Seminar Series

Indigenous Cultural Values and Accountability Reporting


Professor Russell Craig and Dr Susan Wild


University of Portsmouth, UK and UC

Time & Place

Tue, 26 Sep 2017 15:00:00 NZDT in Law 411

All are welcome


We argue that indigenous communities should be regarded as a stakeholder and propose that indigenous cultural values be adopted to improve and extend accountability reporting. Specifically, we contend that indigenous values should be reflected in annual accountability reports to help achieve a form of integrated reporting that is more broadly inclusive of sustainability principles. We draw on the indigenous Māori culture of New Zealand (Aotearoa) for support. We fuse Western literature-based scholarship with written literature and oral information provided by Māori scholars who possess traditional indigenous knowledge.

We highlight three overarching traditional Māori values: spirituality (wairuatanga); intergenerationalism and restoration (whakapapa); and governance, leadership and respect (mana and rangatiratanga). We show the potential for entities to adopt these cultural values and to exercise accountability in a way that broadly extends the original sustainability-related objectives of integrated reporting. The case we present draws attention to the capacity for the inclusion of traditional indigenous cultural perspectives in accountability reports to enhance understanding of indigenous communities, encourage multi-cultural tolerance, and help effect sustainability-focused integrated reporting.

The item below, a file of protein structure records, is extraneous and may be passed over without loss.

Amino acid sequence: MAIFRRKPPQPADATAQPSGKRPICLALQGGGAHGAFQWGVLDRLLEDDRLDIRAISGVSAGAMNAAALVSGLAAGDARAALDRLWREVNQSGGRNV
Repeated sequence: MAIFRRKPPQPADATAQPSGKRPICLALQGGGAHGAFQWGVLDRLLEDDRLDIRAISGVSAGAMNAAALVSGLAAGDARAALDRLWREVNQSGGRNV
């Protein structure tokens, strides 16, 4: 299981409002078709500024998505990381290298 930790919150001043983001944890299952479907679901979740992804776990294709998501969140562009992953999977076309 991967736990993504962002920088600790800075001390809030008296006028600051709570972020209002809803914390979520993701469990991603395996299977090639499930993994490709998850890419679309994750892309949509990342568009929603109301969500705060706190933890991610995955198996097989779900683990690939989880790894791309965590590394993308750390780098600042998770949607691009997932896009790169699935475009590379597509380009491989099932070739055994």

Russell Craig is an internationally recognised scholar who is a Professor at the Portsmouth Business School, University of Portsmouth, UK. He is also an honorary adjunct professor at the University of Canterbury, New Zealand and at Victoria University, Melbourne, Australia.

His main research interests include financial reporting, management education, and the accountability discourse of executives. A central concern that underlies much of Professor Craig's research is to make accounting and financial reporting better and more objective. His work exposes the folly of unquestioning acceptance of measures contained in published accounting reports and in narrative accounts by CEOs.

Professor Craig is the author of about 200 research papers, research monographs and book chapters. His two major scholarly books are CEOSpeak: The Language of Corporate Leadership (MQUP 2006, with Joel Amernic); and John Croaker: Convict Embezzler (MUP 2000, with John Booker). He is currently an editorial board member (or editorial adviser) of Accounting, Auditing & Accountability Journal; Accounting Forum; and Accounting and Business Research. In 2000, Professor Craig was awarded the Australian National University Vice Chancellor’s Award for Teaching Excellence.